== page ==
Purchasing When You Can Afford It

For those in debt, it’s easy to pass on purchases. When a $200 suit costs you $250 due to interest, it’s easy to see how much debt is hurting say, “I simply can’t afford it. My money could be much better spent on other things.”

But what about people who aren’t in debt? Let’s go one step further, if you have a healthy emergency fund, fully funded retirement fund, and have already put away money for other goals: how do you limit yourself from spending when you really can afford it?

Or do you splurge? If you splurge anything over your target savings goals, do you run the risk of lifestyle inflation and not being able to cut back when the money isn’t flowing as such a quick pace?

Some people say you can never save enough. Eventually you’ll get to the point where you have enough saved for retirement, but all along the way, you may be missing out on the things you really enjoy. And what’s the point of spending 30 years working hard and saving a ton of money if you never spend your hard-earned money?

Just like it’s easy to see why someone in debt can’t afford an expensive suit, it’s equally as easy to see why someone who has fully funded an emergency fund and hit all savings can. With all that money, why not enjoy some of it?

Having the proper balance is difficult. My advice is to hit the savings goals and then put in a little more and use the rest guilt-free.

Don’t try and put off purchases, don’t think about how much more you could save if you tucked a little bit more into each account. You’ve worked hard, you’ve been responsible in taking care of your goals, and now you have money left over. You’ve earned the right not to have to worry, not to have to stress, and not to have to think twice about your purchases.

Readers, how do you balance your savings goals while not being too constricting?

10 Responses to Purchasing When You Can Afford It

  1. Frugal Living says:

    If I don’t really need something, but I can afford it, I just won’t buy it if the need is not there

    • Daniel says:

      @Frugal Living, You never give in to your desires? There are always cool gadgets that I think I want or need, or maybe some new clothes. Sometimes it’s a little hard to say no to wants when the money is there.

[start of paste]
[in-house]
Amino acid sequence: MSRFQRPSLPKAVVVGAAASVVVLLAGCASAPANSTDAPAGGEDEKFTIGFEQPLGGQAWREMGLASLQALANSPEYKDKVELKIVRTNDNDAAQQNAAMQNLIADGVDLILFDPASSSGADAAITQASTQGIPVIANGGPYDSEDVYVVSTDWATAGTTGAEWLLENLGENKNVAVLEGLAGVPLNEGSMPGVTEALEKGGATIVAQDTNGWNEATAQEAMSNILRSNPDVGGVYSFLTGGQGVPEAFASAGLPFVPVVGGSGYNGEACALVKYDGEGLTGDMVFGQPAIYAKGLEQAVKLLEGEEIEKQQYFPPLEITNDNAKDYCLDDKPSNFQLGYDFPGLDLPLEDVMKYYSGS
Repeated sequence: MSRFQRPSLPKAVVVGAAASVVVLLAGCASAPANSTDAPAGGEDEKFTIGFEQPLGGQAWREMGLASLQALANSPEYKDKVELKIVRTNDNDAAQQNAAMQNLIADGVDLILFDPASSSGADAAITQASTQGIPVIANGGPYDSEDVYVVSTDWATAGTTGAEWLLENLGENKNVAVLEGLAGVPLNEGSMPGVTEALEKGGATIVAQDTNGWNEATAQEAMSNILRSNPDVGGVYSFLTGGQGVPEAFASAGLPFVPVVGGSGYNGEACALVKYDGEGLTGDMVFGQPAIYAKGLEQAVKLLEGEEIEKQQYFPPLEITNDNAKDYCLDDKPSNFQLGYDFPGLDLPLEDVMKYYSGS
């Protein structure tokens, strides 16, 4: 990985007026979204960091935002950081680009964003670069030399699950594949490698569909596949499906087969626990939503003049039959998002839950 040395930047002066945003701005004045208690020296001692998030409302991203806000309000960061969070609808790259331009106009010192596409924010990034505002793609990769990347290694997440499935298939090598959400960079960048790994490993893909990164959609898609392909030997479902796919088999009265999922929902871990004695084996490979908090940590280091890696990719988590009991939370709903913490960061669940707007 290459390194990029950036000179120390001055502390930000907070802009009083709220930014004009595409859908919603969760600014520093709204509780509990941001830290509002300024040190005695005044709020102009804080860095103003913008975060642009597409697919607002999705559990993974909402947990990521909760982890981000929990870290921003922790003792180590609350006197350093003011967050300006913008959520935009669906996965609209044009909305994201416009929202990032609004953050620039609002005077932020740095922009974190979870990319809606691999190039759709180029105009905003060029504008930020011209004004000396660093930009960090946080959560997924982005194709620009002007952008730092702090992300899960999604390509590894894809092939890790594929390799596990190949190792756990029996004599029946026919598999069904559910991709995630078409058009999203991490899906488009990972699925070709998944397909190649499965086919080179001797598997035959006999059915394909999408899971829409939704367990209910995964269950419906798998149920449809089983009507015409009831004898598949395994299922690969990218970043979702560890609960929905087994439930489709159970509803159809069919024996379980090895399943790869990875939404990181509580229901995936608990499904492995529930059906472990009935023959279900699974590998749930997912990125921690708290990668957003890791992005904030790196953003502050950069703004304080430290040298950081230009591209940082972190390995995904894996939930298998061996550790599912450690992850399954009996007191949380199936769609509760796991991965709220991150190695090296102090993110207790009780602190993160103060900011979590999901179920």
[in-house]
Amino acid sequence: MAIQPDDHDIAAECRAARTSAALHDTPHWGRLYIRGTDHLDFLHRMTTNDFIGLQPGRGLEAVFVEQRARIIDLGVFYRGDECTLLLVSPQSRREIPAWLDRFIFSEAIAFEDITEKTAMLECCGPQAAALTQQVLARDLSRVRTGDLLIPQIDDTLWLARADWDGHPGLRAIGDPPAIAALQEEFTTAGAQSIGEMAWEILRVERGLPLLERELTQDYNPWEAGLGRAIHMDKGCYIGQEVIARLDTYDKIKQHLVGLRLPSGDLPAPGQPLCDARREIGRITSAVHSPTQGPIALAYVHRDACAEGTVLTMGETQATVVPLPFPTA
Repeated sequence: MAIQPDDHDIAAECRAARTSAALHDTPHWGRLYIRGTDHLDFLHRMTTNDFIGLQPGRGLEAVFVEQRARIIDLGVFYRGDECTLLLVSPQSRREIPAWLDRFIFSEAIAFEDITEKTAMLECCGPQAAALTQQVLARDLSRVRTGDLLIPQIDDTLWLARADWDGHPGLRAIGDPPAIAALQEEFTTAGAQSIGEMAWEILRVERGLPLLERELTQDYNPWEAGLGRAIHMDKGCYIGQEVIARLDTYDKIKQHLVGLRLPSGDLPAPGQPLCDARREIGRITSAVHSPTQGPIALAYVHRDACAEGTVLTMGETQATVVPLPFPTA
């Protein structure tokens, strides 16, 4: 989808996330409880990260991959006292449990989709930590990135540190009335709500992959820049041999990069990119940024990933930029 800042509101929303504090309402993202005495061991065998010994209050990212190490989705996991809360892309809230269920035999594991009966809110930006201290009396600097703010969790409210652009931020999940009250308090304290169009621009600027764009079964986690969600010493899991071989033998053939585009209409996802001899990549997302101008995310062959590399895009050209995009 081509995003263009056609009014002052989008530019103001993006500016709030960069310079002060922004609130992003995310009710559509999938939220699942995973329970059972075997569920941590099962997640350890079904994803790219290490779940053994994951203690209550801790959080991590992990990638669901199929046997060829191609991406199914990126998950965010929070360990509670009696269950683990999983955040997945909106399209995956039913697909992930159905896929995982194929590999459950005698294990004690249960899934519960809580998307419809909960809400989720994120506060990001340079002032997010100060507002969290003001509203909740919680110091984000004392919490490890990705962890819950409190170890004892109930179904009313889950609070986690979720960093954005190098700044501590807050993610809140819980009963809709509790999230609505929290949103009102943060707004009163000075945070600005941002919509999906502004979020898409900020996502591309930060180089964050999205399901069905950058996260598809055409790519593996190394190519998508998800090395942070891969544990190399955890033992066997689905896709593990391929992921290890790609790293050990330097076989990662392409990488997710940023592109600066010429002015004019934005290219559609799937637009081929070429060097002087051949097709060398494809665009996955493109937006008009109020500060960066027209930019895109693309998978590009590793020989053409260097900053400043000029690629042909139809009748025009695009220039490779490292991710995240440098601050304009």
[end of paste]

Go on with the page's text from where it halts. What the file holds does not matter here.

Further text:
• Noah says:

      @Frugal Living, so you don’t have things like a TV, computer or even a car? To be honest, those are all luxuries or conveniences and not necessities.

      I would find working hard and saving as boring and depressing if there is never a few goals of pleasure, whatever form that may be. There will always be something “more reasonable” to spend money on, but I don’t want to be a prisoner to my finances.

  2. I think saving towards specific goals is key, but it’s also helpful to have a ‘unidentified item’ savings pool, so that you can weigh that unexpected gadget or unexpected repair bill that comes along.

    • Daniel says:

      @Money Beagle, I have some miscellaneous room in my budget, but even a budget is a joke to me. I save enough and my costs of living are pretty low, so sometimes it seems like I’m vaguely saving for some semi-goals in the future that I can’t really visualize yet. A house? I’m far away from that.

  3. 20 and Engaged says:

    I think it’s easier to be more cautious with your finances when you’re not in debt and have an emergency fund. Usually, people who are in a good financial position are in it because they have restraint. They make sensical and logical decisions on what they’re purchasing, determining if they need it or just want it.

  4. krantcents says:

    Savings are automatic (payroll deduction)! We enjoy traveling and do so every year domestically or internationally (every other year). This balances savings and spending.

  5. Greg McFarlane says:

    Now that I’m not poor, I’m far more frugal than I was when I was poor. A lot of the time, when you’re in your 20s and falling further in debt, you think, “Well, what’s the difference? I’m already behind. Might as well have some short-term pleasure.”

    When the net worth turns positive, at least for me, it becomes almost a game: let’s see how large I can make that nest egg. And the more money I amass, the less trinkets appeal to me.

  6. Melanie says:

    Every time I go to buy something I go through a small thought experiment. Would I rather have this item, or fly to a foreign land? I usually imagine myself sipping an espresso at a sidewalk cafe in some European city or laying on the beach in a tropical locale. It really works! If I really need the item, I feel ok purchasing it. If I don’t need it, this thought experience helps me put it out of my mind and focus on what I really want to do with my money.

  7. Tommy Douglas@notes on living says:

    Simple before I buy, I ask myself is this worth how many hours I have to work to pay for it?

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